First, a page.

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F.M. Alexander (1869-1955) was an Australian actor who developed problems with his voice. Sometimes in the course of a performance his voice gave out entirely. He consulted doctors who could not help, so he resolved to discover the cause of his problem and cure it on his own. Observing himself with mirrors he eventually detected patterns of tension in his head and neck as he spoke. He developed strategies to release the tension and short-circuit his old habits. In time, he learned to speak without tension in his neck and he recovered full use of his voice.

F. M. Alexander

Alexander recognized that the habits that had hampered his performing were characteristic of many people, and that these patterns of mis-use (as he came to call it) could affect many activities in addition to speaking. Standing, sitting, walking, breathing could all be adversely affected by chronic habits of tension. Alexander began to share his insights and teach others, first in Australia and later in England. His work attracted the attention of prominent people. George Bernard Shaw, Aldous Huxley, and John Dewey were among his pupils. He trained others to apply his methods, which became known as "The Alexander Technique." Alexander died in London in 1955.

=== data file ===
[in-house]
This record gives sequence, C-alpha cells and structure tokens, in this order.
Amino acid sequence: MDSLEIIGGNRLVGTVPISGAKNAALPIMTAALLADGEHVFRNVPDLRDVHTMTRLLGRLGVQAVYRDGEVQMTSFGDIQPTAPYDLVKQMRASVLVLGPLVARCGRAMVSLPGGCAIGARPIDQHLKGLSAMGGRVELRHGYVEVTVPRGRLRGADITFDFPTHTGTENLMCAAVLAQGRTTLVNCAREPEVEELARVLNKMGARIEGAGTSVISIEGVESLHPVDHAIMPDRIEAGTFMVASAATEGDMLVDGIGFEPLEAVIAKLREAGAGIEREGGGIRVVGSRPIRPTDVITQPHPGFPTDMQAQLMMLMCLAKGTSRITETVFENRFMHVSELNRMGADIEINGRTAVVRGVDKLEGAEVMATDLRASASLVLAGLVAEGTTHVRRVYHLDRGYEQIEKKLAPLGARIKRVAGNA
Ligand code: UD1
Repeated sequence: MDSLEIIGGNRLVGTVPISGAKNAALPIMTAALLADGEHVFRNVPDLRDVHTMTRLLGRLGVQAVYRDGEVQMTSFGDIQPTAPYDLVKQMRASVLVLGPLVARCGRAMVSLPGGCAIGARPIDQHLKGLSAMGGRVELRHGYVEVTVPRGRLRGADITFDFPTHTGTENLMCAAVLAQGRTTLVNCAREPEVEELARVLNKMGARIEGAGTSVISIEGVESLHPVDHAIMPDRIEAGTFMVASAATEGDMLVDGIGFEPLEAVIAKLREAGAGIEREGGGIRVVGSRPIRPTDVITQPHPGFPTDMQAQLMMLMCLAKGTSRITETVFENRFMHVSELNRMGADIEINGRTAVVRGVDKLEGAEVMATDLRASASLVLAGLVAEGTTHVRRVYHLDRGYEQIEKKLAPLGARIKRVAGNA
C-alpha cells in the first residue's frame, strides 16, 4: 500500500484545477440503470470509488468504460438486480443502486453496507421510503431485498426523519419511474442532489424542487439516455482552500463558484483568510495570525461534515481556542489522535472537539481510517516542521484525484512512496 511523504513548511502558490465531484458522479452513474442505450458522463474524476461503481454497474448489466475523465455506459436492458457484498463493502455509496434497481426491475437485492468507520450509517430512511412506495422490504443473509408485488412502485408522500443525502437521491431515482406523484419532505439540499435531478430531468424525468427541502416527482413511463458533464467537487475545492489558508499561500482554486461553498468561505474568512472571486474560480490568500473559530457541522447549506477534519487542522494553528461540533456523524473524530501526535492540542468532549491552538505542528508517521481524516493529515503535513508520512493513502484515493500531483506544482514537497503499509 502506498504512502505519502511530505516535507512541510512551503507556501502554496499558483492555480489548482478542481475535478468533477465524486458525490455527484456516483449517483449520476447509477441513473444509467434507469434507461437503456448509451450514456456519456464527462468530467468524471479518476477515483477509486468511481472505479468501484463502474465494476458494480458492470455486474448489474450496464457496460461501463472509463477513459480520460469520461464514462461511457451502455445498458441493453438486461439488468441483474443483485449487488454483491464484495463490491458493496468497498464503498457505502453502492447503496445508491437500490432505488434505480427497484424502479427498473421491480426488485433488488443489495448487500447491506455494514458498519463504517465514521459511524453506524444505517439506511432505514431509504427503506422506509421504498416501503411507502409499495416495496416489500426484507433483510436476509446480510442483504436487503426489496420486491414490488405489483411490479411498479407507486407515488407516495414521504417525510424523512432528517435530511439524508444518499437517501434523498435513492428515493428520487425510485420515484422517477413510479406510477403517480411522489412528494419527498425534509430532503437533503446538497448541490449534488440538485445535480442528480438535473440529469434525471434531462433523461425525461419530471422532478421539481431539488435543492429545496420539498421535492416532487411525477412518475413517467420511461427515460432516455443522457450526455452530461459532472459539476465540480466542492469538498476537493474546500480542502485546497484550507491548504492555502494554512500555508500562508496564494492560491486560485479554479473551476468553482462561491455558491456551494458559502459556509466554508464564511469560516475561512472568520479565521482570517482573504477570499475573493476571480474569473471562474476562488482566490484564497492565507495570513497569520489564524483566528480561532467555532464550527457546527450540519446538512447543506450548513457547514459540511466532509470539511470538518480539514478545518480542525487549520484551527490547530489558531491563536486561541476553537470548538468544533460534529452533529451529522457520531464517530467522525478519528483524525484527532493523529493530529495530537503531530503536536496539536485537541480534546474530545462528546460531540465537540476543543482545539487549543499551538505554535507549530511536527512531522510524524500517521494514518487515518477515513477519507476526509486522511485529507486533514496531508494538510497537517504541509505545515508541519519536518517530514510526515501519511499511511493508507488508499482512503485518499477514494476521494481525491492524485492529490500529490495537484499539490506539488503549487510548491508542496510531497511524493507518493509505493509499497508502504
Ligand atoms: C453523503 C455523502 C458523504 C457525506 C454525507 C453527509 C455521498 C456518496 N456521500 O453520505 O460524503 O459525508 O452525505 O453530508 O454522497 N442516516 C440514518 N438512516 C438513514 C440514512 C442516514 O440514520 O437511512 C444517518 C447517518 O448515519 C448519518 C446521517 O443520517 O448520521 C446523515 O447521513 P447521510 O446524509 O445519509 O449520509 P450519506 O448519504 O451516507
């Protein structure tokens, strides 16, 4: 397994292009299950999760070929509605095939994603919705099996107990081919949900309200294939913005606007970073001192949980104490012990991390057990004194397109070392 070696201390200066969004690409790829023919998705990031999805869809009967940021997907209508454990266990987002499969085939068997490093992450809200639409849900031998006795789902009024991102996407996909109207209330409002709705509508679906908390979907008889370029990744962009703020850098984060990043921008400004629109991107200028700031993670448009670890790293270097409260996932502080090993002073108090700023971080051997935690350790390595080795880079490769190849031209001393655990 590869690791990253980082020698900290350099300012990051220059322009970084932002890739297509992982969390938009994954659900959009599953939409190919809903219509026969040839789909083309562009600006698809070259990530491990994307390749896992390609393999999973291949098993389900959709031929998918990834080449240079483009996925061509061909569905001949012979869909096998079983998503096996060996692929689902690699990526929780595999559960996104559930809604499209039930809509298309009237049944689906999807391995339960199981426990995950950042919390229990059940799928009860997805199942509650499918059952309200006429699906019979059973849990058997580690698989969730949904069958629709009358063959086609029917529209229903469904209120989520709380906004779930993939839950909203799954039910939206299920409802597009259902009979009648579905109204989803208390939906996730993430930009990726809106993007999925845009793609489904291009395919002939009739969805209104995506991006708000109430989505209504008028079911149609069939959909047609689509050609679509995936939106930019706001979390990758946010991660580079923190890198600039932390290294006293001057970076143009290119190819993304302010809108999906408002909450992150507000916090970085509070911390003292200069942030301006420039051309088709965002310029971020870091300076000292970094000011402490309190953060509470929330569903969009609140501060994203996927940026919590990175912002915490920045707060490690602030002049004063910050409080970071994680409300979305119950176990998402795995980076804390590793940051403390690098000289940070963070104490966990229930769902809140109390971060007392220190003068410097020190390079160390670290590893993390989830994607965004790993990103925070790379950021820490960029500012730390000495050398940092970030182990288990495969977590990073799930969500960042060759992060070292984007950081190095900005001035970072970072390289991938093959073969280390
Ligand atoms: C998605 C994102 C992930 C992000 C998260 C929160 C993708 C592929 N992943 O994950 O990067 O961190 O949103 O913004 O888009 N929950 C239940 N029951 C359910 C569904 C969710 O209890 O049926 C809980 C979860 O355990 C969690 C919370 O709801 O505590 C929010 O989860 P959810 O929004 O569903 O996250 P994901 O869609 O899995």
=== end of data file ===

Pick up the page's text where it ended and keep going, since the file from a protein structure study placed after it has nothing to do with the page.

Alexander Technique can be valuable to everyone. It is especially valuable to people who speak publicly, and to people whose work involves subtle co-ordination of mind and body, such as actors, dancers and musicians. It can be immensely helpful to injured musicians. Many schools of acting and music now require that students study Alexander Technique.

Today Alexander teachers can be found throughout the world and there are several centers dedicated to training Alexander teachers.

There are numerous excellent books on Alexander Technique. Among them are:

  • Barbara Conable. How to Learn the Alexander Technique. Andover Press, Third Edition, 1995.
  • Michael J. Gelb. Body Learning. Owl Books, Henry Holt and Company, Second Edition, 1995.
  • Pedro de Alcantara. Indirect Procedures: A Musician's Guide to the Alexander Technique. Oxford University Press, 1997

A wealth of information about many aspects of the Alexander Technique can be found at The Complete Guide to the Alexander Technique.

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